For most retirees, the basics of family planning are simple enough, says Stewart Richardson, a financial planner who practices out of Owings Mills, Maryland. Start by having the clients fill out powers of attorney. Then make sure they have a valid and up-to-date will.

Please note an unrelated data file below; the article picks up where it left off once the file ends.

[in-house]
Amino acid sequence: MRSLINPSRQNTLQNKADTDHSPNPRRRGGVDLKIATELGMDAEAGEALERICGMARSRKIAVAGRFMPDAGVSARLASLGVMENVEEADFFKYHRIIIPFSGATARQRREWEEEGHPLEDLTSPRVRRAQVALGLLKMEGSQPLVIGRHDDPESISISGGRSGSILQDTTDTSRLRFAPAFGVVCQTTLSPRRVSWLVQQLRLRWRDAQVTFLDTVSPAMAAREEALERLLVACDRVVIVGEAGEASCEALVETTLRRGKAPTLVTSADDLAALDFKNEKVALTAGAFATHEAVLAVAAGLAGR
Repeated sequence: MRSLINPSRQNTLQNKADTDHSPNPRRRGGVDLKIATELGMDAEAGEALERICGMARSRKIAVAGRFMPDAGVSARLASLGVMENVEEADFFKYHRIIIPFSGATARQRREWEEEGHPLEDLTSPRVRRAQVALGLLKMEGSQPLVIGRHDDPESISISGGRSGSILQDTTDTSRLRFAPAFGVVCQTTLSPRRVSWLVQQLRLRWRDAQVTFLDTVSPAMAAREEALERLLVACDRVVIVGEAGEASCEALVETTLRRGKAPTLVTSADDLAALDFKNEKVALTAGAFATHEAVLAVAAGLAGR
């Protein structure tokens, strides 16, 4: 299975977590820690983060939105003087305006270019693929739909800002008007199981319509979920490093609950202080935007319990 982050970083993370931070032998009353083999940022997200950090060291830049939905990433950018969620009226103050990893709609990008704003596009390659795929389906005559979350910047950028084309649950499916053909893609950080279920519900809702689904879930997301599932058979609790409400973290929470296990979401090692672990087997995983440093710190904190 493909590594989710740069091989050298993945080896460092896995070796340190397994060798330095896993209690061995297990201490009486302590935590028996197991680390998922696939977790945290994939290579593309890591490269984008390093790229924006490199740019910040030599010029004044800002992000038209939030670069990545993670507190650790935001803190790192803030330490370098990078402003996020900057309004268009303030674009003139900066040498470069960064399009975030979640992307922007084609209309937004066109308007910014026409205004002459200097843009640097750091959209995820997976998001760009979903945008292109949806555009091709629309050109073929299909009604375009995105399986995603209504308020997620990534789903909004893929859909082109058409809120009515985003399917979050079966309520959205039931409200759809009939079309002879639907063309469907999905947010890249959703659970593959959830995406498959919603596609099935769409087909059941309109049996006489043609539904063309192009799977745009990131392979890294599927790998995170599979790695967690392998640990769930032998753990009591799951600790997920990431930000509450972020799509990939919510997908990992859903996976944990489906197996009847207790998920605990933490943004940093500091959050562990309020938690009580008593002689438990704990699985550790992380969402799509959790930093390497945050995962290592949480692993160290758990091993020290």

It gets more involved, he says, when clients have a family member who may not be in a position to take charge of their own affairs; an aging parent, for instance, or a child with special needs. While both situations pose challenges, planning for the needs of a disabled child who may live another 50 years or longer is especially difficult.
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